The percentage of time spent closing the transaction in Dallas was less than 30 percent before 2011. In December 2016, it reached more than 50 percent—so, shorter absolute days but longer percentage of time in closing. Favorable market conditions shortened the DOM, but regulations lengthened the DTC (Figure 8).
Mortgage Borrowers Be Prepared
Maybe waiting one more week to close a homebuying transaction is not important for some buyers, but if it is important, gathering documents showing incomes, expenses, credit history, and so on can help homebuyers minimize the days needed to close.
So what does this all mean? First, it is clear that the regulations introduced with Dodd-Frank have had a measurable impact on time taken to close a home purchase. The extra safety checks created to protect buyers and prevent another financial crisis have extended the time for transactions in Dallas and Houston to close by one week.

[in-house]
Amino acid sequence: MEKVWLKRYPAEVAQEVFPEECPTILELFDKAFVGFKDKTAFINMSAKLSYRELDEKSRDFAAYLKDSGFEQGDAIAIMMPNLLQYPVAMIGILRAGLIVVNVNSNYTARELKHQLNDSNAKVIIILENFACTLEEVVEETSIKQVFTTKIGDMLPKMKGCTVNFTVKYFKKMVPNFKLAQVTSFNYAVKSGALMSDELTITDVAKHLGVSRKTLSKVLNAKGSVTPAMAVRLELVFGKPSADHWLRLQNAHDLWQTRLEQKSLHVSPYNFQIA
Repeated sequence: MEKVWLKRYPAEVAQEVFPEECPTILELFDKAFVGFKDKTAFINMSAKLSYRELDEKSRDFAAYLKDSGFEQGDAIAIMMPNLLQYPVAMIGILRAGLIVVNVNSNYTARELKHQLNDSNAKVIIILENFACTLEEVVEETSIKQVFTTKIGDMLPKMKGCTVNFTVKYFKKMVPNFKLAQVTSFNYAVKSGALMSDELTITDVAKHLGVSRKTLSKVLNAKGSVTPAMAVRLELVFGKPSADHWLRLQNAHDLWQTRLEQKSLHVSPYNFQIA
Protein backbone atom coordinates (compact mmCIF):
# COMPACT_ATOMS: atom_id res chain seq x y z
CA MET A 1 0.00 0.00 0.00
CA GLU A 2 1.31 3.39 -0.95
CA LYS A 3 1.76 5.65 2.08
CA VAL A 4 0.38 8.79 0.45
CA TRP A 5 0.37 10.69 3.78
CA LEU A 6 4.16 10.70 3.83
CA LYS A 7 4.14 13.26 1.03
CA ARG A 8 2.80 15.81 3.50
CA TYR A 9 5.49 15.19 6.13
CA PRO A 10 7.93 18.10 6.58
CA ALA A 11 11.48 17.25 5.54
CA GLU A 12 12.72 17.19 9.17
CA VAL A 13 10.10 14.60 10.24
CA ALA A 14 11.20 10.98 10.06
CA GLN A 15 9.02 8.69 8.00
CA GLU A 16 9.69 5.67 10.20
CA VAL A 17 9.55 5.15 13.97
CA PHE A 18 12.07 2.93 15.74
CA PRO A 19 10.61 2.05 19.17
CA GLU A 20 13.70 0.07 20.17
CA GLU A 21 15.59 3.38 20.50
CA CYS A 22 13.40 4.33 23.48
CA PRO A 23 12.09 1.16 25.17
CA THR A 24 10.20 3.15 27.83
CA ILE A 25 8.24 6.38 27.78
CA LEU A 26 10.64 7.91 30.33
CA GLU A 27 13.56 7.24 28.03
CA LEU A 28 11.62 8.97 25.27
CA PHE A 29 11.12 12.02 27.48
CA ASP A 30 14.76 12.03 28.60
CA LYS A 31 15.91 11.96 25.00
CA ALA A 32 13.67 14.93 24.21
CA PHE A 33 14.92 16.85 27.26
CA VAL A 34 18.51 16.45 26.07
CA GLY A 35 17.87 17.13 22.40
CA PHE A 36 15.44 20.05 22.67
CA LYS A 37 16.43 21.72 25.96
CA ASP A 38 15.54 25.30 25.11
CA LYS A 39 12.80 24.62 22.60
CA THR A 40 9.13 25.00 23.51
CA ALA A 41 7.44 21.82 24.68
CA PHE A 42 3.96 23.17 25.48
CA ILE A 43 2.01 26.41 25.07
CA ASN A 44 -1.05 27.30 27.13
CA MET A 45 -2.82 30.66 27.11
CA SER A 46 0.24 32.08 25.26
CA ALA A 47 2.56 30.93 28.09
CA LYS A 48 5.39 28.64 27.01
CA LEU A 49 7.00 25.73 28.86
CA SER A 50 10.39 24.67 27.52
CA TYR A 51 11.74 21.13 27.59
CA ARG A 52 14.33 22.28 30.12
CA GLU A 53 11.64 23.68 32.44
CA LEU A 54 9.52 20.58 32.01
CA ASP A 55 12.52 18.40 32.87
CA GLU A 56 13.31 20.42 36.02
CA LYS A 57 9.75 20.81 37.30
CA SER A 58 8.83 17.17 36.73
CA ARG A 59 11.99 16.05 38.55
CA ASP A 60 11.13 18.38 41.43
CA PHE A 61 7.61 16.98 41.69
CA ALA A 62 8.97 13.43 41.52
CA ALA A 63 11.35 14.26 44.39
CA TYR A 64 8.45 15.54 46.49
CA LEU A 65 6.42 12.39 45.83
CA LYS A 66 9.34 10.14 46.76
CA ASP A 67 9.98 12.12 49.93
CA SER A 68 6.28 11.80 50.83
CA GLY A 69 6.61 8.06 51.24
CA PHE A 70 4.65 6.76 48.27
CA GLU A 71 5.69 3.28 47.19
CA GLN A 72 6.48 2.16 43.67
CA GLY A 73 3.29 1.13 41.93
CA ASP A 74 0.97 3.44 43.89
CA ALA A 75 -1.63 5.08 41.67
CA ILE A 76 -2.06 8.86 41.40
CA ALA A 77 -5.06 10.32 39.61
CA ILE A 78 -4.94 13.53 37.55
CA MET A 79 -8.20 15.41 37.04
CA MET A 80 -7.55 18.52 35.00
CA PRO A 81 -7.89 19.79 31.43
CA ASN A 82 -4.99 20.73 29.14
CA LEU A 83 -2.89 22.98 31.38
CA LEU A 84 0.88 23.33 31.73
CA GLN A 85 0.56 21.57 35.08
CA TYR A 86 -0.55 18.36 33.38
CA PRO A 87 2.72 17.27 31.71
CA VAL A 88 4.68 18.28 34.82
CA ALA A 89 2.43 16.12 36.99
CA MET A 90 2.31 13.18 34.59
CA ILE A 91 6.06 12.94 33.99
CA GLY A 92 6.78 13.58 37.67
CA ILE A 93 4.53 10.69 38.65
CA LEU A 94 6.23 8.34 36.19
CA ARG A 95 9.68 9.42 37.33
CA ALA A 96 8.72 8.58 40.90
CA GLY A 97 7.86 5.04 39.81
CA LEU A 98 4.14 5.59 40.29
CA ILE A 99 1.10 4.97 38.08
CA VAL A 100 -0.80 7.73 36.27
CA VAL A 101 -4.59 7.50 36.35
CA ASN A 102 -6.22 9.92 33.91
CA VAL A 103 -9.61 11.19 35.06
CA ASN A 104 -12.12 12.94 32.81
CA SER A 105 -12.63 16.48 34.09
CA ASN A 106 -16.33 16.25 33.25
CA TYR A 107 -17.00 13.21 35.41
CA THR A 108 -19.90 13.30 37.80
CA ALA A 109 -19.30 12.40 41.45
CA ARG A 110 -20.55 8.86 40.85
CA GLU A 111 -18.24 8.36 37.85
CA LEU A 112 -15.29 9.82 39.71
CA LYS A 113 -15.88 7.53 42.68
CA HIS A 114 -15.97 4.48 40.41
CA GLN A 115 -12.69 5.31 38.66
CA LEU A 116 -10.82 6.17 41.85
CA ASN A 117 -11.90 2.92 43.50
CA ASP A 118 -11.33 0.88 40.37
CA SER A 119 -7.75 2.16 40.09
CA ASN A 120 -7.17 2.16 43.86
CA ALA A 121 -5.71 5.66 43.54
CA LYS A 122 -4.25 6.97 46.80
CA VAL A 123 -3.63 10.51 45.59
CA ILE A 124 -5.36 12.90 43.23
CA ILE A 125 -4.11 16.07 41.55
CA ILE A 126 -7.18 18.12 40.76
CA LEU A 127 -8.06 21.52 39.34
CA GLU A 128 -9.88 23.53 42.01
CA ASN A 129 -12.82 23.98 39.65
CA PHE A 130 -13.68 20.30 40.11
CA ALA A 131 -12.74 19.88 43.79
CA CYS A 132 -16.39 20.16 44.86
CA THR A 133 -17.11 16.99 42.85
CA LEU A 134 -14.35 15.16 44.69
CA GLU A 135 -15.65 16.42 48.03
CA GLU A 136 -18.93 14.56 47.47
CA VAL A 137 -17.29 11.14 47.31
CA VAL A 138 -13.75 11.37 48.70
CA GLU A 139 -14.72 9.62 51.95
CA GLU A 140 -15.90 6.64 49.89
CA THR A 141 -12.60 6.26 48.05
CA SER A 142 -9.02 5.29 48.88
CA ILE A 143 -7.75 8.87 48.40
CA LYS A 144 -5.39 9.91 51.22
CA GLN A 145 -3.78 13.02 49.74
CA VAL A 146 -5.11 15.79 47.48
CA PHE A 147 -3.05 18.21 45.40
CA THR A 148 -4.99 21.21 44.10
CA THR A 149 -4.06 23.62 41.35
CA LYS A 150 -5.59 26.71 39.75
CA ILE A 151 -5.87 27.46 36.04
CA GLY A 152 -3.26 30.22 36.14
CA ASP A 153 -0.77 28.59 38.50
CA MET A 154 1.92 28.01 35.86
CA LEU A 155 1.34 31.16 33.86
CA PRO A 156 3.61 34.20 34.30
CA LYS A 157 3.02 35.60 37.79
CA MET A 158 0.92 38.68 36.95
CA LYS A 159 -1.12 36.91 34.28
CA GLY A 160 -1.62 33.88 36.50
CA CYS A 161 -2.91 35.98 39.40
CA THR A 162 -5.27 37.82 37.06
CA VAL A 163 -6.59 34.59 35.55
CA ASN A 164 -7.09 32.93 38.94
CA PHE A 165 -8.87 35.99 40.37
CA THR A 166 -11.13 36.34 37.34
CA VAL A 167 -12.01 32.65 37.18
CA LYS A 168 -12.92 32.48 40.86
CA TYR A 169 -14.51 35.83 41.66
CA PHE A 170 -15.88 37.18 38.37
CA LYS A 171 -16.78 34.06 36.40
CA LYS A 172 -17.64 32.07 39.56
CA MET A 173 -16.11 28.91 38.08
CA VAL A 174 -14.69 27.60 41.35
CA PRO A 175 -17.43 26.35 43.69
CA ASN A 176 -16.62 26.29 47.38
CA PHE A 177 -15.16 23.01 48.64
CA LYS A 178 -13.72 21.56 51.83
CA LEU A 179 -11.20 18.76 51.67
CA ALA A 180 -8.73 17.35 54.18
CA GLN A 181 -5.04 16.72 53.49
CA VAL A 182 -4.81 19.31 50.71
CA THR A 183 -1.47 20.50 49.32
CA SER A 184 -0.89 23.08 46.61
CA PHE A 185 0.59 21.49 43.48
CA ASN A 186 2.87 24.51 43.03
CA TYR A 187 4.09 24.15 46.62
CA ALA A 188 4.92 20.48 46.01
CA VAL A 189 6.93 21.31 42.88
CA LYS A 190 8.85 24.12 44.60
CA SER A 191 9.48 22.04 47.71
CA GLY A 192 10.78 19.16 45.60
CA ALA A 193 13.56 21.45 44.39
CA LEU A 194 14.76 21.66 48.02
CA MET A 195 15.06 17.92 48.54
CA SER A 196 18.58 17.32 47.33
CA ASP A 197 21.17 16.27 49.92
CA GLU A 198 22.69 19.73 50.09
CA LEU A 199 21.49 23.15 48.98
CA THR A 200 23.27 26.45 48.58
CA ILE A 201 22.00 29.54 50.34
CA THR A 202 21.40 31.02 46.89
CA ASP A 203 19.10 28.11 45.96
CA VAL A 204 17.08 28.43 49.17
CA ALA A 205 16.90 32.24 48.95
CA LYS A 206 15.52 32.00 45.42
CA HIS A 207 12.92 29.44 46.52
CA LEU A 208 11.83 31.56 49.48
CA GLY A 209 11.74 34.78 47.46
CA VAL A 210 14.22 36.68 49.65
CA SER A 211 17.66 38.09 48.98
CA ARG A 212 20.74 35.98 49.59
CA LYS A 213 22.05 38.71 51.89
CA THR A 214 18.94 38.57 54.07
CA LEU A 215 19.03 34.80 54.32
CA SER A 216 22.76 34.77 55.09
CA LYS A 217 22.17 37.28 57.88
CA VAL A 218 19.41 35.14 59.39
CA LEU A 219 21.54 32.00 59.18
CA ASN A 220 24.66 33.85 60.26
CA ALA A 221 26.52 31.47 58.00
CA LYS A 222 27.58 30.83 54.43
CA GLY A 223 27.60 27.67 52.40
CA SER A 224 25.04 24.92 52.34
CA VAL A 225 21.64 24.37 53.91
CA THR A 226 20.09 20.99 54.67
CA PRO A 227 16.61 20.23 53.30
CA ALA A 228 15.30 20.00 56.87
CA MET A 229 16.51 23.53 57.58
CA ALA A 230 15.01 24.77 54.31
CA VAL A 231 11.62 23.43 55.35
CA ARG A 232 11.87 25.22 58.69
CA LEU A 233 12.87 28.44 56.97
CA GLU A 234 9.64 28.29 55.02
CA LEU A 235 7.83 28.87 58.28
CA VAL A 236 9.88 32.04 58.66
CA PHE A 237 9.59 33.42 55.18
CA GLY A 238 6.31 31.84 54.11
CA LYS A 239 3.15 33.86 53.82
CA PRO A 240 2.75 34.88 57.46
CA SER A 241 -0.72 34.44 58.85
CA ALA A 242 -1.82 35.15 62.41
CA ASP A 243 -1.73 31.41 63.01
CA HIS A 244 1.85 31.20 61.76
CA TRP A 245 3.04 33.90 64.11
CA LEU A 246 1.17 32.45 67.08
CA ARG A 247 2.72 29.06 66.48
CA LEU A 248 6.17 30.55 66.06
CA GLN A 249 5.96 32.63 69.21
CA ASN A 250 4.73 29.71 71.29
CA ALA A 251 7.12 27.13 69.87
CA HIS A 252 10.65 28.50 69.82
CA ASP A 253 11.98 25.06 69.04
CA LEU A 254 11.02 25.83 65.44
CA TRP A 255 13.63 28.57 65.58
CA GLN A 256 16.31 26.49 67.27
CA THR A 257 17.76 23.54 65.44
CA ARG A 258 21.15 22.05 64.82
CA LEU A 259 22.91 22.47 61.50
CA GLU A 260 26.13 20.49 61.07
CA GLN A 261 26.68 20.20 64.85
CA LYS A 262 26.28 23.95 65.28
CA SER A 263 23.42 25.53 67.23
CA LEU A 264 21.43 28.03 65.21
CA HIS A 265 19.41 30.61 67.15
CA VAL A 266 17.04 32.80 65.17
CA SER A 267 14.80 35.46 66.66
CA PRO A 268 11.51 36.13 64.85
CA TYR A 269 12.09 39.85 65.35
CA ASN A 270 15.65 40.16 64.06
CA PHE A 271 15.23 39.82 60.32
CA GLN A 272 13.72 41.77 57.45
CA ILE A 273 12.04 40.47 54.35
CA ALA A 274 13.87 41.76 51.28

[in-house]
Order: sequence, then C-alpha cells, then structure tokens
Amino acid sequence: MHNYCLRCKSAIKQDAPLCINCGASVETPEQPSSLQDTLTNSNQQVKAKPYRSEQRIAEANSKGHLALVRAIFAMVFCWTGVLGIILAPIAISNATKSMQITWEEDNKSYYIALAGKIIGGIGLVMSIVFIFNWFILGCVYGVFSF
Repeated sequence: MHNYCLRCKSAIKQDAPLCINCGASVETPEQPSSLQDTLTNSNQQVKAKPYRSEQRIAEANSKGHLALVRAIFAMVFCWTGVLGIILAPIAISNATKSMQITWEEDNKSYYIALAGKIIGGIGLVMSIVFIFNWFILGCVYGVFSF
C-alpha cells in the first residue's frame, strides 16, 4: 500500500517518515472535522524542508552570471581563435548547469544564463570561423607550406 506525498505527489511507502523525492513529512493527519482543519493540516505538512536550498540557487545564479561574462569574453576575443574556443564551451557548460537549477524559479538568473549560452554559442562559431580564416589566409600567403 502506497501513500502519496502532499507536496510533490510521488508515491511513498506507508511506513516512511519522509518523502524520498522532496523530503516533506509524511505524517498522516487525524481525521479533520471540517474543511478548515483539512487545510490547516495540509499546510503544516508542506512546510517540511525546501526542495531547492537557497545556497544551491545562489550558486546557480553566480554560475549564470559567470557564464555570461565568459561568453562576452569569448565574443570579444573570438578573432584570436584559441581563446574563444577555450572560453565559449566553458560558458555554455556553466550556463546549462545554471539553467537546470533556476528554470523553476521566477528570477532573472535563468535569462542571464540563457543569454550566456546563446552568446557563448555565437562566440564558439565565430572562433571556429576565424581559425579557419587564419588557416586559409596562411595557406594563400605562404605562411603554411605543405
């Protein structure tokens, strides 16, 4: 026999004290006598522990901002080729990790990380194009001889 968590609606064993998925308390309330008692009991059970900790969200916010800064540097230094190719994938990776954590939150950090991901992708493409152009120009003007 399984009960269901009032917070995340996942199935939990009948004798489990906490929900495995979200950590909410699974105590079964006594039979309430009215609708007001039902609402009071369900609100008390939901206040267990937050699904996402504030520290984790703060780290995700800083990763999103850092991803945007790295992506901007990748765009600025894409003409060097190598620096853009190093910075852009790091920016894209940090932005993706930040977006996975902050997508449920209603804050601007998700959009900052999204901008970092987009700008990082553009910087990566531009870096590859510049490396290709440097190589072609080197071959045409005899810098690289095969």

Second, the significant decline in DOM in Dallas and Houston reflects the urgent shortage of housing supply in Texas. While the national economy struggled to recover after the GR, the Texas economy expanded strongly, creating new jobs and attracting millions of new residents to the state.
The Dodd-Frank regulations also tightened lending conditions for builders and construction loans, leading to lower supplies of new homes. The net result is a historically low housing inventory and rapidly rising prices, threatening the affordability of housing in Texas.
Dr. Anari (email@example.com) is a research economist and Klassen (firstname.lastname@example.org) a research data scientist with the Real Estate Center at Texas A&M University.